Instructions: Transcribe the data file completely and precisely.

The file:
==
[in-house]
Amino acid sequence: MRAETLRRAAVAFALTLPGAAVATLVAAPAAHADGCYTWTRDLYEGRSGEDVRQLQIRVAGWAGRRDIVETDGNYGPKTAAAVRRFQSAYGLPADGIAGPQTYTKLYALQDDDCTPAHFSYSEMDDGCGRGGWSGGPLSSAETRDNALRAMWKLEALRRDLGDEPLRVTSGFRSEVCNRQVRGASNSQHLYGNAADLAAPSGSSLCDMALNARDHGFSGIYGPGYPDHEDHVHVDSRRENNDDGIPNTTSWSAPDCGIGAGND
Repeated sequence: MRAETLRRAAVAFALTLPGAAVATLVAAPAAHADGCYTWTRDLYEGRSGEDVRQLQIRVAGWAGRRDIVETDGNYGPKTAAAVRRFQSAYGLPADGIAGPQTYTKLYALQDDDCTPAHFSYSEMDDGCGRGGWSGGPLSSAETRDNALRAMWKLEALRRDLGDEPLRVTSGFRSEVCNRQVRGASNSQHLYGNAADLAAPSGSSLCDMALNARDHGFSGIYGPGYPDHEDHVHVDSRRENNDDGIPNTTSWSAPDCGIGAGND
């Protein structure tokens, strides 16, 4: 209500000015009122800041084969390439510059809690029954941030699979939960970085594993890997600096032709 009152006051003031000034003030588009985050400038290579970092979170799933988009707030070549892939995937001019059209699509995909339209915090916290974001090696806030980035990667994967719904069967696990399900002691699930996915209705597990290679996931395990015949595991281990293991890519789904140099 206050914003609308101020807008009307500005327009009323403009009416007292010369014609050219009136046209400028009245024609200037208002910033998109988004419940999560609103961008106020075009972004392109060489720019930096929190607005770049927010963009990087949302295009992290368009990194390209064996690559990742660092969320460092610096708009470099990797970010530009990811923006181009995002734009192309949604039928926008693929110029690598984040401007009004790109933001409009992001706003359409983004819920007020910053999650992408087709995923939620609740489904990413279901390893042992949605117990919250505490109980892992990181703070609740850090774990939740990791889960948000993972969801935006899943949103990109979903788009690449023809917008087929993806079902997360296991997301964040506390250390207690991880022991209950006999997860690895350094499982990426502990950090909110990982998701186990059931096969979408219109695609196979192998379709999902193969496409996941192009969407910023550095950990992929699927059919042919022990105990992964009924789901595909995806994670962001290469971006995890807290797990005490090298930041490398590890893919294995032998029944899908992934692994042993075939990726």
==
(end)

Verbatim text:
[in-house]
Amino acid sequence: MRAETLRRAAVAFALTLPGAAVATLVAAPAAHADGCYTWTRDLYEGRSGEDVRQLQIRVAGWAGRRDIVETDGNYGPKTAAAVRRFQSAYGLPADGIAGPQTYTKLYALQDDDCTPAHFSYSEMDDGCGRGGWSGGPLSSAETRDNALRAMWKLEALRRDLGDEPLRVTSGFRSEVCNRQVRGASNSQHLYGNAADLAAPSGSSLCDMALNARDHGFSGIYGPGYPDHEDHVHVDSRRENNDDGIPNTTSWSAPDCGIGAGND
Repeated sequence: MRAETLRRAAVAFALTLPGAAVATLVAAPAAHADGCYTWTRDLYEGRSGEDVRQLQIRVAGWAGRRDIVETDGNYGPKTAAAVRRFQSAYGLPADGIAGPQTYTKLYALQDDDCTPAHFSYSEMDDGCGRGGWSGGPLSSAETRDNALRAMWKLEALRRDLGDEPLRVTSGFRSEVCNRQVRGASNSQHLYGNAADLAAPSGSSLCDMALNARDHGFSGIYGPGYPDHEDHVHVDSRRENNDDGIPNTTSWSAPDCGIGAGND
């Protein structure tokens, strides 16, 4: 209500000015009122800041084969390439510059809690029954941030699979939960970085594993890997600096032709 009152006051003031000034003030588009985050400038290579970092979170799933988009707030070549892939995937001019059209699509995909339209915090916290974001090696806030980035990667994967719904069967696990399900002691699930996915209705597990290679996931395990015949595991281990293991890519789904140099 206050914003609308101020807008009307500005327009009323403009009416007292010369014609050219009136046209400028009245024609200037208002910033998109988004419940999560609103961008106020075009972004392109060489720019930096929190607005770049927010963009990087949302295009992290368009990194390209064996690559990742660092969320460092610096708009470099990797970010530009990811923006181009995002734009192309949604039928926008693929110029690598984040401007009004790109933001409009992001706003359409983004819920007020910053999650992408087709995923939620609740489904990413279901390893042992949605117990919250505490109980892992990181703070609740850090774990939740990791889960948000993972969801935006899943949103990109979903788009690449023809917008087929993806079902997360296991997301964040506390250390207690991880022991209950006999997860690895350094499982990426502990950090909110990982998701186990059931096969979408219109695609196979192998379709999902193969496409996941192009969407910023550095950990992929699927059919042919022990105990992964009924789901595909995806994670962001290469971006995890807290797990005490090298930041490398590890893919294995032998029944899908992934692994042993075939990726």